Even before you decide on an area of graduate study, there are things you can do during your undergraduate studies to become a more successful, competitive candidate for any graduate program. In general, graduate programs look at the following factors when making decisions between candidates:
• Undergraduate grade point average (GPA)
• Research experience
• Experience in the field (internships, practica, volunteer and work experience)
• Test scores on graduate entrance exams, e.g., GRE, LSAT, MCAT, etc.
• Extra- or Co-curricular experiences, e.g., study abroad, leadership in student organizations, athletics, etc.
• Letters of recommendation
• Appropriate coursework
Undergraduate grade point average: Programs in some areas of study, such as medical fields, are very competitive, while others are not as competitive. Obviously, making sure that your GPA is high enough to make you attractive to many programs is important. If you are experiencing difficulty in any course, make sure to talk with the professor and seek out resources such as tutoring or group study as early in the course as possible. (See the Academic Success page on our web site for more resources.)
Research Experience: Some graduate programs, especially Ph.D. programs, place considerable emphasis on research experience. GVSU offers many ways to become involved with research. Depending on the field you decide to pursue, volunteering to work with a faculty member on a research project, becoming involved in a 499 Independent Research course, presenting your research at regional or national professional conferences, and having research published in a peer-reviewed journal may all be possibilities. You can check on the department web site to find out the research interests of individual faculty members to see who you might want to work with. Student Research
Experience in the Field: Graduate programs in some areas such as Physical Therapy, Medicine and Social Work want to know that you understand what the field is really like, to see that you are interested enough in the field to dedicate time to that field, and to know that you can handle a schedule that includes job-shadowing, volunteering, internships or practica, as well as your academic studies.
Test Scores on Graduate Entrance Exams: Not all graduate programs require entrance examinations. Others place such significant value on entrance exams scores that they establish firm cut-off values and will not even look at your other application materials if the minimum score is not met. Also, to do well on some tests, students will need to invest time to prepare effectively.
Graduate and Professional School Exams
Getting Ready for the GRE
Extra - or Co-curricular Experiences: Well-rounded people who have knowledge of the world around them, an understanding of many different cultural perspectives, and have taken on leadership roles in organizations are prized by many types of graduate programs. Besides, becoming involved in on- and off-campus activities during college enriches your college experience and is a good thing to do whether or not you pursue a graduate degree. Letters of Recommendation: Every graduate program application requires letters of recommendation. You'll also need letters of recommendation if you decide to seek employment after completing your bachelor's degree. So, no matter what your future plans are, cultivating relationships with faculty members is beneficial. To write an effective recommendation, faculty members need to know you as a person, not just as a student. Take time to talk with your faculty advisor and your instructors outside of class. Share your interests and goals with them. Being able to share ideas with faculty can be one of the most rewarding and enlightening experiences during college, for both you and the faculty member.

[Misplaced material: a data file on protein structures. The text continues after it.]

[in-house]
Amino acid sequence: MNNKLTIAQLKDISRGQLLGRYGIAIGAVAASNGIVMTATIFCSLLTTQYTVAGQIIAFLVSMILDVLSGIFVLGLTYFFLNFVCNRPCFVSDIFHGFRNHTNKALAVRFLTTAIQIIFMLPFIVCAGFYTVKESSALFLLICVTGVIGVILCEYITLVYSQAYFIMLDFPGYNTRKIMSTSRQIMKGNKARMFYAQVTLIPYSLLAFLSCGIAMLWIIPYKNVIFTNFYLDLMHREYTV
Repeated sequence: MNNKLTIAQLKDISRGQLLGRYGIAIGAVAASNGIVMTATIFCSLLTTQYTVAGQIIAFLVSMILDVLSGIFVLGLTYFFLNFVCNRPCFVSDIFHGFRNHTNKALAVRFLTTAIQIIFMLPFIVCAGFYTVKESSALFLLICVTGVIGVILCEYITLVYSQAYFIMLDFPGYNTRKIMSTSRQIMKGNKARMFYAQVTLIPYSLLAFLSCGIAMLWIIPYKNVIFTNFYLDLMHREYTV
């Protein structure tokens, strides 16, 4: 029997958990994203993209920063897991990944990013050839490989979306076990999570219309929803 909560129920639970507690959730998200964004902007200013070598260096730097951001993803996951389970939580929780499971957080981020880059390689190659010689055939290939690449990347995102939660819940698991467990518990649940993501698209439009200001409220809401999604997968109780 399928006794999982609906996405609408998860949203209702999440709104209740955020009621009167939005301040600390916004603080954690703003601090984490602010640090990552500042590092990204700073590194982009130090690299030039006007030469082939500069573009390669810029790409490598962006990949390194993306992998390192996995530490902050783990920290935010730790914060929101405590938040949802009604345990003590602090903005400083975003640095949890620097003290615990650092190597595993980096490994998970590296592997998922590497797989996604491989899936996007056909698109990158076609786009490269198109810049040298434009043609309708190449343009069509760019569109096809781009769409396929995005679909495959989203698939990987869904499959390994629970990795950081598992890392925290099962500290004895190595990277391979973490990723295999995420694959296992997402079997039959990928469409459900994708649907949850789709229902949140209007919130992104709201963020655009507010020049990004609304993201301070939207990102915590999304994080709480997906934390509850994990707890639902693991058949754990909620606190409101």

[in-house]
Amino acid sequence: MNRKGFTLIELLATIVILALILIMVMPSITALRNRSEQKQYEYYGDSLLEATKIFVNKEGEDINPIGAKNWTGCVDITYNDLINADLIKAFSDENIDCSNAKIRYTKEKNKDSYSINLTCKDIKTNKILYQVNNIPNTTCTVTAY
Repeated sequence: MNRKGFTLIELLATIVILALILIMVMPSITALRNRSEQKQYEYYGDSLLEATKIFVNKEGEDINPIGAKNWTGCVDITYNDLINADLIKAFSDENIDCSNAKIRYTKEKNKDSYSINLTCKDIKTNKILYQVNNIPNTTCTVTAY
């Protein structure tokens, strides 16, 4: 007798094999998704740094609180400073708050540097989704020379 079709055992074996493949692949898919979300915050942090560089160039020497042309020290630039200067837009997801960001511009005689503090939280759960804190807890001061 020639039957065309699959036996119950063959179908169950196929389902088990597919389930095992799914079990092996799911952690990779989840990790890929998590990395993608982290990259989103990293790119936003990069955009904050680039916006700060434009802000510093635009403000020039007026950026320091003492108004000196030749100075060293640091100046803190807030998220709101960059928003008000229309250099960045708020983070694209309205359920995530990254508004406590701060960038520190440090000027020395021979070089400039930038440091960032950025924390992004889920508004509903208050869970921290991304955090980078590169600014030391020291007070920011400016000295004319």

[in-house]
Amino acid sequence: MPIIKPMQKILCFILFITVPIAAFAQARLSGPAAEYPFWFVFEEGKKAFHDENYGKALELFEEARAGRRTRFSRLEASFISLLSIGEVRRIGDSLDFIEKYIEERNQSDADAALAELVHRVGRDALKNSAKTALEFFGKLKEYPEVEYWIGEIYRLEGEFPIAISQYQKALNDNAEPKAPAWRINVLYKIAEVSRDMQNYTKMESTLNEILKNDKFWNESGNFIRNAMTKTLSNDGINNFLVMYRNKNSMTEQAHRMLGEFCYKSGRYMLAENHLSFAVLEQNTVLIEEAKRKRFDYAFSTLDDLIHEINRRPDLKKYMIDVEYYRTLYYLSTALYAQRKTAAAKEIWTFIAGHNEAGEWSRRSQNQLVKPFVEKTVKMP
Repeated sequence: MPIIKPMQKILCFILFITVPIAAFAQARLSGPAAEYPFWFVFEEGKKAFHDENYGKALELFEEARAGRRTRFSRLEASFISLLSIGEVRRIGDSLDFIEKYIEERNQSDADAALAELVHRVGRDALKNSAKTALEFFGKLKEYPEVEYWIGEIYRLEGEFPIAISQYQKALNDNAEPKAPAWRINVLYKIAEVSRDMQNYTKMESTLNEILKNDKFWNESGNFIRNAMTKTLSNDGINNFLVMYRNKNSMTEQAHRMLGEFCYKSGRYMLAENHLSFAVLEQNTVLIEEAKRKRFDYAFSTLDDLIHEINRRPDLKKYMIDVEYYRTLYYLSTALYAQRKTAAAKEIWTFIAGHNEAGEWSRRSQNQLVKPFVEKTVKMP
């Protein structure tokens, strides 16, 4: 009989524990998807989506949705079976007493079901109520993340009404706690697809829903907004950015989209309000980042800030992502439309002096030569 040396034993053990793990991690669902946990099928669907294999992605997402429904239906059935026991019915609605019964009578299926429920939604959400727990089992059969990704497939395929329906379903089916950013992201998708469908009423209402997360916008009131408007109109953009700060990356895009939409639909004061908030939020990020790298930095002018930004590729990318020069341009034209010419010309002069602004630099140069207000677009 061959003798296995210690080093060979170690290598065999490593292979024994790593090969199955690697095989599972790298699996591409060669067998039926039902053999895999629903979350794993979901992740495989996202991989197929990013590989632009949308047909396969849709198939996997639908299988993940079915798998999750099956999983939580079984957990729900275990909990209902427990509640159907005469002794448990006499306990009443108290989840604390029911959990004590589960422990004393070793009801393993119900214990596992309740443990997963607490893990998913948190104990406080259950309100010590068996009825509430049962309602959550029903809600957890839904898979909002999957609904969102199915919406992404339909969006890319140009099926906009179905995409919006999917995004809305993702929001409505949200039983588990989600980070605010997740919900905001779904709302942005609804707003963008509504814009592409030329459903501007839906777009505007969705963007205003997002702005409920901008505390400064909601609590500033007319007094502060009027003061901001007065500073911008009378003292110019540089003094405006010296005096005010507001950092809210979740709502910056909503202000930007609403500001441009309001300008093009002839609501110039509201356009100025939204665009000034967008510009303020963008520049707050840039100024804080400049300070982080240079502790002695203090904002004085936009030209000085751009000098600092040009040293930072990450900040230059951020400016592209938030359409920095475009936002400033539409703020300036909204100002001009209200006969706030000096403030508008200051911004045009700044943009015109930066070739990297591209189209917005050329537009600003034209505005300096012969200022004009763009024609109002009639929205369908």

Appropriate Coursework: There are two things to keep in mind about coursework when you want a graduate degree. One, some graduate programs require specific courses as prerequisites, or a certain amount of credit hours within an academic field. Two, even when specific courses are not required, graduate schools look for a pattern of taking meaningful and increasingly more challenging coursework. It can be a mistake to take "easy" or "fluff" courses during your senior year. Once you have decided on a field of study: A particular graduate field or program may not place the same emphasis on each of the above factors, or may not find all of these factors important. For example, Ph.D. programs in clinical psychology do not tend to value field experience as highly as masters of social work programs do. Because of this, it is crucial to work closely with a faculty member from your field of interest as soon as you have begun to consider graduate study.
Writing Tips The GVSU Fred Meijer Center for Writing offers many services that can assist you in the graduate school process. Writing Center Services Email Etiquette Proofreading
Graduate School Preparation Guide A list of things you can do throughout your undergraduate program to help you decide about graduate study and to become a competitive applicant.
Graduate School Preparation Time Line Suggestions for each year of your undergraduate program.
Resources for Graduate Study Web and print resources for undergraduate research, choosing programs, writing personal statements, interviewing, etc. Resources
The CLAS Academic Advising Center can provide information regarding the requirements of a wide range of graduate programs as well as, in many cases, a list of resources that will inform and guide you in your preparation.